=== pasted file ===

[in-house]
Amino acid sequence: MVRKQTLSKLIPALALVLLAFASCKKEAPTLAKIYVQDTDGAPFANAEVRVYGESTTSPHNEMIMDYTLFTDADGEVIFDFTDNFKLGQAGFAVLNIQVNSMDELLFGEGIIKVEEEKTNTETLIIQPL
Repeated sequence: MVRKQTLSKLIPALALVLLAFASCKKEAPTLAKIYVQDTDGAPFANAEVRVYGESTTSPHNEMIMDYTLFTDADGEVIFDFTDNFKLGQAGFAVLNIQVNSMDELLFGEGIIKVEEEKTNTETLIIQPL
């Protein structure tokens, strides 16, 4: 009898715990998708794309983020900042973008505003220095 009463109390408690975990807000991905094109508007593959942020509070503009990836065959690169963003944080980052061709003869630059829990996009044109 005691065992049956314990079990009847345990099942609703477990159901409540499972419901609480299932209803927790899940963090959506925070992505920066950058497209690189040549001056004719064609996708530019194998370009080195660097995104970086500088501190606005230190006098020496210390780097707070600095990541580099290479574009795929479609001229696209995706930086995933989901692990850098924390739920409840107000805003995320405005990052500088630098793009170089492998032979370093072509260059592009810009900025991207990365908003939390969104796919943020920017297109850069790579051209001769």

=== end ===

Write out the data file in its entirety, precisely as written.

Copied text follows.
[in-house]
Amino acid sequence: MVRKQTLSKLIPALALVLLAFASCKKEAPTLAKIYVQDTDGAPFANAEVRVYGESTTSPHNEMIMDYTLFTDADGEVIFDFTDNFKLGQAGFAVLNIQVNSMDELLFGEGIIKVEEEKTNTETLIIQPL
Repeated sequence: MVRKQTLSKLIPALALVLLAFASCKKEAPTLAKIYVQDTDGAPFANAEVRVYGESTTSPHNEMIMDYTLFTDADGEVIFDFTDNFKLGQAGFAVLNIQVNSMDELLFGEGIIKVEEEKTNTETLIIQPL
């Protein structure tokens, strides 16, 4: 009898715990998708794309983020900042973008505003220095 009463109390408690975990807000991905094109508007593959942020509070503009990836065959690169963003944080980052061709003869630059829990996009044109 005691065992049956314990079990009847345990099942609703477990159901409540499972419901609480299932209803927790899940963090959506925070992505920066950058497209690189040549001056004719064609996708530019194998370009080195660097995104970086500088501190606005230190006098020496210390780097707070600095990541580099290479574009795929479609001229696209995706930086995933989901692990850098924390739920409840107000805003995320405005990052500088630098793009170089492998032979370093072509260059592009810009900025991207990365908003939390969104796919943020920017297109850069790579051209001769």